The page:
I said previously, when talking of the Algarve, that Portugal isn’t our favourite country. This time my thoughts are on non-resort places, including Lisbon.
Starting with Coimbra once Portugal’s capital and home to one of the world’s first universities, its biggest attraction.
Our hotel had spectacular views of the old town. Coimbra stands on a steep hill and in the narrow streets are plenty of cafes, shops, and numerous historical sites. There is an old and a new convent, not satisfied with that, the city brags two cathedrals, the old “Sé Velha” and the new “Sé Nova”. However, the name is a bit misleading, since the new has been around since 1598. Close by, are the ancient houses called “Republicas” where university students live, just as they did centuries ago.
After climbing the hill, we needed a coffee in what was once a chapel. It is a great place to absorb the atmosphere, with its vaulted ceiling, stained-glass windows, and wood panelling. Behind the café, a delightful garden and lake, ‘Santa Cruz Park’ (easy to remember). I imagine, the peace and quiet in the midst of the city, makes it great for a picnic. We had lunch at a popular hole-in-the-wall restaurant in a back alley. It had only a few tables, but the walls were plastered with numerous messages from visitors from around the world.
Coimbra although a provincial town is big on history. We spent two days there but coach parties can take in the highlights in just a couple of hours.
We continued our journey to Fatima by way of the Gothic masterpiece Batalha, built in the 15th/16th centuries. The outside is covered in gables, pinnacles, buttresses, and small columns. The interior justifies a visit in its own right. It is vast and the stained-glass windows exceptionally beautiful. In the Founder’s Chapel are several tombs including that of Prince Henry the Navigator.
Naturally, this ex-convent girl knew about Fatima, a shrine for those who believe the Virgin Mary appeared to three children in 1917. It attracts thousands of pilgrims from around the world. On one side of the plaza the basilica, with the tombs of the three children, two died in 1919 and 1920, and Lucia dos Santos, died in 2005.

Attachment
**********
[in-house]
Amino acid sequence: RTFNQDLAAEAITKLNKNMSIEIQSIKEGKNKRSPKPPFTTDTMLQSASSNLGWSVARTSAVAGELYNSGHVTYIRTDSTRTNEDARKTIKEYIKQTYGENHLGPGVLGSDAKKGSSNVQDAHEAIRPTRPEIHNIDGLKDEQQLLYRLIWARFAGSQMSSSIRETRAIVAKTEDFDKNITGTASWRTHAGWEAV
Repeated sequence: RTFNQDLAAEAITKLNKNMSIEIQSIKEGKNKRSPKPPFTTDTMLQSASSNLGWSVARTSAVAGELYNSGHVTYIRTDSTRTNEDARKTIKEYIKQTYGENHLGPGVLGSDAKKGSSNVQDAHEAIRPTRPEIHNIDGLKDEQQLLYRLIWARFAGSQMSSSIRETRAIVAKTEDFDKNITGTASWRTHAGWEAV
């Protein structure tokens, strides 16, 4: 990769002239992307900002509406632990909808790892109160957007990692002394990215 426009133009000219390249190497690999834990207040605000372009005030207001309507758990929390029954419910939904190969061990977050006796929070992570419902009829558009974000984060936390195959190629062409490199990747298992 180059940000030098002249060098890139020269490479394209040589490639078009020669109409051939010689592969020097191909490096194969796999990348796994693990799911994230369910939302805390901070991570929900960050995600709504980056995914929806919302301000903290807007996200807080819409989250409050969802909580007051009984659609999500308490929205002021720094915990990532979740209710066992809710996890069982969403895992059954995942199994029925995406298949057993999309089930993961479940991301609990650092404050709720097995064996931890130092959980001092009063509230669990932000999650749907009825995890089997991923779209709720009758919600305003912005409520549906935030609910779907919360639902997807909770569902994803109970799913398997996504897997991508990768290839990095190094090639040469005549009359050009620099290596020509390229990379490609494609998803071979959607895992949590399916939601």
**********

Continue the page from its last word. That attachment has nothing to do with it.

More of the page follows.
Across the plaza an ultra-modern chapel and a number of shops selling religious articles. We bought a Jesus, when next seen, he’d been converted into a pilot complete with goggles, and flying helmet, well he was the right size for the model plane.
Having visited Lisbon before, the grim exterior of our hotel, although clean and modern inside, surprise us. The area is supposedly good, but what it lacked in simple charm was made up for by ´scruffy´ apartments; however, we slept well and forgot the tat beyond the door.
Lurching and rumbling across the hills on which Lisbon stands, our city tour took us to St George’s castle, for a bird’s-eye view over Alfama, the city’s medieval neighbourhood. Then by sharp contrast, to Parque das Nacoes, with its contemporary architecture, and Europe’s longest bridge.
No visit to Lisbon is complete unless it includes the impressive monument to Henry the Navigator, and the Belém Tower. Like many places visited by coach parties, we didn’t have to walk far, and being a Sunday it was quiet when we were dropped at the waterfront and Portugal’s “Age of Discoveries”.
Our first stop was the Mosteiro dos Jerónimos. Built in the 1500s it is huge, and while built in honour of Henry the Navigator, it is also the resting place of Lisbon’s second favourite explorer Vasco da Gama. Its cloisters are considered among the most beautiful in the world no surprise it is a World Heritage Site.
Across the road is the Monument to the Discoveries, that depicts Henry gazing dreamily across the Atlantic, at its base a mosaic compass showing routes sailed by Portuguese explorers. Mythical beasts, ships, and mermaids add colour and a little fantasy.
Next the iconic Torre de Belém. This squat tower has had a mixed past, having been a prison, a customs house and a lighthouse.
The final stop in Belém and a different kind of journey. Statue of the Santa Cruz Seaplane used by Coutinho and Cabral in their attempt to be the first to fly across the South Atlantic.
For us a day was enough to experience Belém. We had been inside the Monastery viewed the Torre, taken the obligatory photos of Henry’s monument and were totally cultured out. Despite the old terracotta tiled buildings that line Lisbon’s maze of streets, we found the city timeworn and lacking charm. We like ‘old’ and Lisbon is one of Europe’s oldest cities, nevertheless, for us something is lacking and three days was just one too many.